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DNA-based diagnostic approaches for identification of Burkholderia cepacia complex, Burkholderia vietnamiensis, Burkholderia multivorans, Burkholderia stabilis, and Burkholderia cepacia genomovars I and III

Mahenthiralingam, Eshwar, Bischof, Jocelyn, Byrne, Sean K., Radomski, Christopher, Davies, Julian E., Av-Gay, Yossef and Vandamme, Peter 2000. DNA-based diagnostic approaches for identification of Burkholderia cepacia complex, Burkholderia vietnamiensis, Burkholderia multivorans, Burkholderia stabilis, and Burkholderia cepacia genomovars I and III. Journal of Clinical Microbiology 38 (9) , pp. 3165-3173.

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Abstract

Bacteria of the Burkholderia cepacia complex consist of five discrete genomic species, including genomovars I and III and three new species: Burkholderia multivorans (formerly genomovar II), Burkholderia stabilis (formerly genomovar IV), andBurkholderia vietnamiensis (formerly genomovar V). Strains of all five genomovars are capable of causing opportunistic human infection, and microbiological identification of these closely related species is difficult. The 16S rRNA gene (16S rDNA) and recAgene of these bacteria were examined in order to develop rapid tests for genomovar identification. Restriction fragment length polymorphism (RFLP) analysis of PCR-amplified 16S rDNA revealed sequence polymorphisms capable of identifying B. multivorans andB. vietnamiensis but insufficient to discriminate strains of B. cepacia genomovars I and III and B. stabilis. RFLP analysis of PCR-amplified recAdemonstrated sufficient nucleotide sequence variation to enable separation of strains of all five B. cepacia complex genomovars. Complete recA nucleotide sequences were obtained for 20 strains representative of the diversity of the B. cepacia complex. Construction of a recA phylogenetic tree identified six distinct clusters (recA groups):B. multivorans, B. vietnamiensis, B. stabilis, genomovar I, and the subdivision of genomovar III isolates into two recA groups, III-A and III-B. Alignment of recA sequences enabled the design of PCR primers for the specific detection of each of the six latter recA groups. The recA gene was found on the largest chromosome within the genome of B. cepacia complex strains and, in contrast to the findings of a previous study, only a single copy of the gene was present. In conclusion, analysis of the recA gene of theB. cepacia complex provides a rapid and robust nucleotide sequence-based approach to identify and classify this taxonomically complex group of opportunistic pathogens.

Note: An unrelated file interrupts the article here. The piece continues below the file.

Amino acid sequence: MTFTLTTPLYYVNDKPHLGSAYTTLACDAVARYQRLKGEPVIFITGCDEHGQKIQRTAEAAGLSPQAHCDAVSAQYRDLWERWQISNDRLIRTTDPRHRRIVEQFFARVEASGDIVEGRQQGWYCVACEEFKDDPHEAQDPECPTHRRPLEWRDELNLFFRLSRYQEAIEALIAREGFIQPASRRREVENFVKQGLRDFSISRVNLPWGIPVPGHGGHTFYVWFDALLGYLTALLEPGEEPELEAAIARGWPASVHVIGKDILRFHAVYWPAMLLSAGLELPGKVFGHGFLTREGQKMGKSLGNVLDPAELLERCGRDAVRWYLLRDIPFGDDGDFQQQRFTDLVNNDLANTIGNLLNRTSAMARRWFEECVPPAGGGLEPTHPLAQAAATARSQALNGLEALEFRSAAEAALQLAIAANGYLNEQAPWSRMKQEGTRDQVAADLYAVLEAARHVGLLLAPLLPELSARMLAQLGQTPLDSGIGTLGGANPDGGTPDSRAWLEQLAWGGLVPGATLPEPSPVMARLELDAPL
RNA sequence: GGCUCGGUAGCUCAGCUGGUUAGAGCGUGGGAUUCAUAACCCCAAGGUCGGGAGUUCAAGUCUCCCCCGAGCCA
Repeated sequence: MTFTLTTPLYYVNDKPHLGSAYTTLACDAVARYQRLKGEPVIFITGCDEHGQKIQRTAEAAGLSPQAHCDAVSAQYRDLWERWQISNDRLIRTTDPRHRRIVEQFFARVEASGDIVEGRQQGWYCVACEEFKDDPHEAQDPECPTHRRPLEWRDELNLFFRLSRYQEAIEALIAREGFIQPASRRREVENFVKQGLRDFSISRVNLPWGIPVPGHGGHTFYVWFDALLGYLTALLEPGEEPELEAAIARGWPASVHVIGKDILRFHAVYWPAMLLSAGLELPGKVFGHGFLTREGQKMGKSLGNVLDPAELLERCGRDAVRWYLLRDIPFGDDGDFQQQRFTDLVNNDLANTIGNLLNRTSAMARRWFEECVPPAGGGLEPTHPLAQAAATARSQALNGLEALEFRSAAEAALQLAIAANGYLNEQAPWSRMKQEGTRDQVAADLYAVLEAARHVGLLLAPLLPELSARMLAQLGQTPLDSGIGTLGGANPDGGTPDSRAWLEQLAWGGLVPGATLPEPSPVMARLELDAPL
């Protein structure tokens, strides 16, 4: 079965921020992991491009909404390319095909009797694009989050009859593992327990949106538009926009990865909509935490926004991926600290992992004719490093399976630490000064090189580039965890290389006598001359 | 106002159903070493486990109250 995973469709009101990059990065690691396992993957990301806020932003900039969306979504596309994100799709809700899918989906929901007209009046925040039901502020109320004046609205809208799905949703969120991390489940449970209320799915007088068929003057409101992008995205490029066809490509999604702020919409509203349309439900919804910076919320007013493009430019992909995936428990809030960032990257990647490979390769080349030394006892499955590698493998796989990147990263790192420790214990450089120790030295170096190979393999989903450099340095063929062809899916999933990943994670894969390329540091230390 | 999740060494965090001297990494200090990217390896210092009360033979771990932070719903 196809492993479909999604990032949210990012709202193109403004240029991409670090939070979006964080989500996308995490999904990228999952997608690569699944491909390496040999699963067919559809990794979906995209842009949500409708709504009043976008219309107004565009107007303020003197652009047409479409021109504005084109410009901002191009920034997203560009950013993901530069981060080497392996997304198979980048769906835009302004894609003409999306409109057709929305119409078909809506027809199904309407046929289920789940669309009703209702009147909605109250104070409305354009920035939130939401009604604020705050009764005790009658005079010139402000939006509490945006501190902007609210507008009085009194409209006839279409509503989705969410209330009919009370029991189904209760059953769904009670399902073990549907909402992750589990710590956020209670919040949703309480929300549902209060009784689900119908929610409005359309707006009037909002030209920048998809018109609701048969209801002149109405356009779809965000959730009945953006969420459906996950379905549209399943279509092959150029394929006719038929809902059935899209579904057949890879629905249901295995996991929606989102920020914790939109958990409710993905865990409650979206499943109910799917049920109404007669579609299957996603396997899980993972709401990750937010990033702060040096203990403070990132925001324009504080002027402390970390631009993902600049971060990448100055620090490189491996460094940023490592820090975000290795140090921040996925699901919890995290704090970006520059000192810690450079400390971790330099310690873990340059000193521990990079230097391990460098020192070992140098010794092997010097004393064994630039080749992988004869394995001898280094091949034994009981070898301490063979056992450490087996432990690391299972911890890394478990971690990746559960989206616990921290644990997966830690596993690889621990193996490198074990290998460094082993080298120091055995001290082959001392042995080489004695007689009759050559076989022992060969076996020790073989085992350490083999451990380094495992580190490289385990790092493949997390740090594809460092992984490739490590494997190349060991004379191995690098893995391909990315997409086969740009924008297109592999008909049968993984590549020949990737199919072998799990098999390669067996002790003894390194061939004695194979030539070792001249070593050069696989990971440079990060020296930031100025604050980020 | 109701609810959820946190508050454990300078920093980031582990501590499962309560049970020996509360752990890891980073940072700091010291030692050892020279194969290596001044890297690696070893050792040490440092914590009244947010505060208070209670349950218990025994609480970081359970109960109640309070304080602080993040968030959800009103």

Item Type: Article
Date Type: Publication
Status: Published
Schools: Biosciences
Publisher: American Society for Microbiology
ISSN: 0095-1137
Last Modified: 04 Jun 2017 06:44
URI: http://orca.cf.ac.uk/id/eprint/64121

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